Home » Destinations » Italy » Florence, Italy: Catholicism, Art and Architecture in the Birthplace of the Renaissance

Florence, Italy: Catholicism, Art and Architecture in the Birthplace of the Renaissance

 

Of all the cities in Italy, Florence is probably best known for its works of art and architecture as well as its reputation for being the birthplace of the Renaissance. In the mid-15th and 16th Centuries, as political and religious strife lessened, it paved the way for artists to express themselves. Most of this art was sponsored by the Church and religious themes naturally took center stage.

The city is often seen as one large art gallery with dozens of museums throughout the city. Much of the architecture alone is magnificent and the paintings and sculptures within its buildings are world famous. Among the “must-see” sights of Florence are:

1. Santa Maria del Fiore, The Duomo (Cathedral) of Florence  The most recognizable of the churches in Florence.

2. The Baptistry of Saint John

3. Accademia Gallery

4. The Uffizzi Gallery

5. Convent of San Marco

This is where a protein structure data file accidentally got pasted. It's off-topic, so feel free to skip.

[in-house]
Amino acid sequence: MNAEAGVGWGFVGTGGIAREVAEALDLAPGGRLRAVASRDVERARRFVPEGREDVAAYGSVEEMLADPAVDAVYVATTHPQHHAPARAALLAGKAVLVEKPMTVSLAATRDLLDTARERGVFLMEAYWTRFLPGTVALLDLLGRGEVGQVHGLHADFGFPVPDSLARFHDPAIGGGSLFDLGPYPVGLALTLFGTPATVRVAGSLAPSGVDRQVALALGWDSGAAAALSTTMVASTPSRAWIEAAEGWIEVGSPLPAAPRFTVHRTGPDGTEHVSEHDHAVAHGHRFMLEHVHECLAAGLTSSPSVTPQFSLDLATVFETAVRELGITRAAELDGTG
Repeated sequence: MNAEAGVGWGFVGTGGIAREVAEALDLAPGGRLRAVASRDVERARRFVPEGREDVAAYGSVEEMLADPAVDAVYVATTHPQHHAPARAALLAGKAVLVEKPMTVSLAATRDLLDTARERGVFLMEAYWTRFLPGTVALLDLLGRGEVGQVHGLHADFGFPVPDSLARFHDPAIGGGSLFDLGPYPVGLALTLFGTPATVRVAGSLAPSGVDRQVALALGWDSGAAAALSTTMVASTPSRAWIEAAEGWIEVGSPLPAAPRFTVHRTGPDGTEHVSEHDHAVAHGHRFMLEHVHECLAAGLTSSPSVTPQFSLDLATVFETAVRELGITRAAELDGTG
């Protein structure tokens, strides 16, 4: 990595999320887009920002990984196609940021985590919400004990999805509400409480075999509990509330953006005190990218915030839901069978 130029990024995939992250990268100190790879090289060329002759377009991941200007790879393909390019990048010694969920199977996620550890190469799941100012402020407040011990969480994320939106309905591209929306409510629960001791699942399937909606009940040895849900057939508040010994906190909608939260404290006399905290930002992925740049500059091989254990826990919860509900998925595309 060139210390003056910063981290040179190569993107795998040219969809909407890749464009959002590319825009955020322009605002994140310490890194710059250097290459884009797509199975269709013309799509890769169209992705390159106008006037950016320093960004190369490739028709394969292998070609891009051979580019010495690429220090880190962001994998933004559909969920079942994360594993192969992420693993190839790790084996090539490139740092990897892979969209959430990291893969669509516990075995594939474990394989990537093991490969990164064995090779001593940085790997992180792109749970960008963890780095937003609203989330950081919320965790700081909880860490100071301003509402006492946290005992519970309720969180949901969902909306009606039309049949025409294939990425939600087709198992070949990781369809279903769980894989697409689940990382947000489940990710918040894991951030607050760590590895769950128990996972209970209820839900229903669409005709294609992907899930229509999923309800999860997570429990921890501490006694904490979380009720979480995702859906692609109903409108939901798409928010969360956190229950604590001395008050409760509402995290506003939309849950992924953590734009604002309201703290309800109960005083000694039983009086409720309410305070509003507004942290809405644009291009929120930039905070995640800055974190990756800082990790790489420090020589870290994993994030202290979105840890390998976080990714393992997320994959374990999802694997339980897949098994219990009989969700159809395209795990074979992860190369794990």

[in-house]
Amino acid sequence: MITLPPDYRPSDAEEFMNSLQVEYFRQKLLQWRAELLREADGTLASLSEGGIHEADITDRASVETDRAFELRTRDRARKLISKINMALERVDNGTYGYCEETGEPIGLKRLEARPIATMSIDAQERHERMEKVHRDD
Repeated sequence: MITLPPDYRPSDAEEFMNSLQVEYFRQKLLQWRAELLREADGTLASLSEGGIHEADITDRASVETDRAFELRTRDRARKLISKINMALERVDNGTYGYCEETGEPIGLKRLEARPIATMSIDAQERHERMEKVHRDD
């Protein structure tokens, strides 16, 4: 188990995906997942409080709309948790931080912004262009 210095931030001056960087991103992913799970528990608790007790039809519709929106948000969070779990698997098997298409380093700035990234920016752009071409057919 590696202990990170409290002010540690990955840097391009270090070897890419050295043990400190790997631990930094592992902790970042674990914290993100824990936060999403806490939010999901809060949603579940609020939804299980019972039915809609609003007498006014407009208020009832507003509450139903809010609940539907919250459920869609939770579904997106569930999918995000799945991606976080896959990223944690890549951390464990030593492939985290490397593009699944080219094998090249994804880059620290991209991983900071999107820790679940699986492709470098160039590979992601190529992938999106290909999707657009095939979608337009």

Traveling to Florence:

Florence does have an international airport, and train service is frequent from Rome (about 1 1/2 hours by express trains) and other cities. There are two train stations in Florence, the main station is Firenze Santa Maria Novella. Campo di Marte is mainly for commuter trains.  Note that Firenze is the name for Florence that you will see on many signs throughout Italy.

Get plane, train & bus schedules, see fares & buy tickets here.

Nearby Siena can make an excellent day trip–or great home base–and there is regularly scheduled train service as well (about 1 hr, 20 minutes).

A word about driving in Florence: it is a city that is not friendly to drivers, so if you are arriving by car we suggest you leave it at your hotel. Not only are special permits required to drive in the city, but there is very little parking.

Click here to find hotels in Florence, compare prices, and read what other travelers have to say at TripAdvisor

⇐ Back to Catholic places of interest in Italy

 

Leave a Comment